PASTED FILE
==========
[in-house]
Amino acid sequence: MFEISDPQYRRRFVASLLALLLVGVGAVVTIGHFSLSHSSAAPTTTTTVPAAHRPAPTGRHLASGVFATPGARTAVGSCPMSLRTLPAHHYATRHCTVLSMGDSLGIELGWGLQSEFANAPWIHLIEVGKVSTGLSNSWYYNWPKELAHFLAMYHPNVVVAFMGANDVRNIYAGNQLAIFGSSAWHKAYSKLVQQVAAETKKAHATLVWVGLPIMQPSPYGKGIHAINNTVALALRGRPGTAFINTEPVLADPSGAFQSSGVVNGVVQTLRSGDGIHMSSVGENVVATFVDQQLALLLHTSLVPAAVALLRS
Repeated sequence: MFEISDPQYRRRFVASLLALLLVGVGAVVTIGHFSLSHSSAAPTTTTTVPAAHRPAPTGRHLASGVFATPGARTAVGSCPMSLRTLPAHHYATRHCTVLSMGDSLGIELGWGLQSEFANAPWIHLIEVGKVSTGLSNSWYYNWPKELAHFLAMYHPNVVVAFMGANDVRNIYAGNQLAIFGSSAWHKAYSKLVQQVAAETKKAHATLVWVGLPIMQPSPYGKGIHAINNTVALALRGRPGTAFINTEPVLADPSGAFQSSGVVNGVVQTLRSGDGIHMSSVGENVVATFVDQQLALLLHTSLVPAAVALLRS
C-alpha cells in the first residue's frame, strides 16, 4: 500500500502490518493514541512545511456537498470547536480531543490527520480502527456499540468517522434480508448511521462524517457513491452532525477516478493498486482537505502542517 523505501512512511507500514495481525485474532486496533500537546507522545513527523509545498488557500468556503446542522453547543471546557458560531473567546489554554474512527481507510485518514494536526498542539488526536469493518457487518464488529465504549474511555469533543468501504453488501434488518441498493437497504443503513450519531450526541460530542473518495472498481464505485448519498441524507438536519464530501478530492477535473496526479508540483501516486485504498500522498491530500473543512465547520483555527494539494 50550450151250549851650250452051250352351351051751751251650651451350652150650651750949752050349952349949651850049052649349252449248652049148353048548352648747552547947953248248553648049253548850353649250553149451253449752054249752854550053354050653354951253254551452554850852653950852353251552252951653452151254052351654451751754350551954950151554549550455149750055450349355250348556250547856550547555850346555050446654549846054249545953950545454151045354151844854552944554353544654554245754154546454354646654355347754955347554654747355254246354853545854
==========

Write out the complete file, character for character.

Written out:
[in-house]
Amino acid sequence: MFEISDPQYRRRFVASLLALLLVGVGAVVTIGHFSLSHSSAAPTTTTTVPAAHRPAPTGRHLASGVFATPGARTAVGSCPMSLRTLPAHHYATRHCTVLSMGDSLGIELGWGLQSEFANAPWIHLIEVGKVSTGLSNSWYYNWPKELAHFLAMYHPNVVVAFMGANDVRNIYAGNQLAIFGSSAWHKAYSKLVQQVAAETKKAHATLVWVGLPIMQPSPYGKGIHAINNTVALALRGRPGTAFINTEPVLADPSGAFQSSGVVNGVVQTLRSGDGIHMSSVGENVVATFVDQQLALLLHTSLVPAAVALLRS
Repeated sequence: MFEISDPQYRRRFVASLLALLLVGVGAVVTIGHFSLSHSSAAPTTTTTVPAAHRPAPTGRHLASGVFATPGARTAVGSCPMSLRTLPAHHYATRHCTVLSMGDSLGIELGWGLQSEFANAPWIHLIEVGKVSTGLSNSWYYNWPKELAHFLAMYHPNVVVAFMGANDVRNIYAGNQLAIFGSSAWHKAYSKLVQQVAAETKKAHATLVWVGLPIMQPSPYGKGIHAINNTVALALRGRPGTAFINTEPVLADPSGAFQSSGVVNGVVQTLRSGDGIHMSSVGENVVATFVDQQLALLLHTSLVPAAVALLRS
C-alpha cells in the first residue's frame, strides 16, 4: 500500500502490518493514541512545511456537498470547536480531543490527520480502527456499540468517522434480508448511521462524517457513491452532525477516478493498486482537505502542517 523505501512512511507500514495481525485474532486496533500537546507522545513527523509545498488557500468556503446542522453547543471546557458560531473567546489554554474512527481507510485518514494536526498542539488526536469493518457487518464488529465504549474511555469533543468501504453488501434488518441498493437497504443503513450519531450526541460530542473518495472498481464505485448519498441524507438536519464530501478530492477535473496526479508540483501516486485504498500522498491530500473543512465547520483555527494539494 50550450151250549851650250452051250352351351051751751251650651451350652150650651750949752050349952349949651850049052649349252449248652049148353048548352648747552547947953248248553648049253548850353649250553149451253449752054249752854550053354050653354951253254551452554850852653950852353251552252951653452151254052351654451751754350551954950151554549550455149750055450349355250348556250547856550547555850346555050446654549846054249545953950545454151045354151844854552944554353544654554245754154546454354646654355347754955347554654747355254246354853545854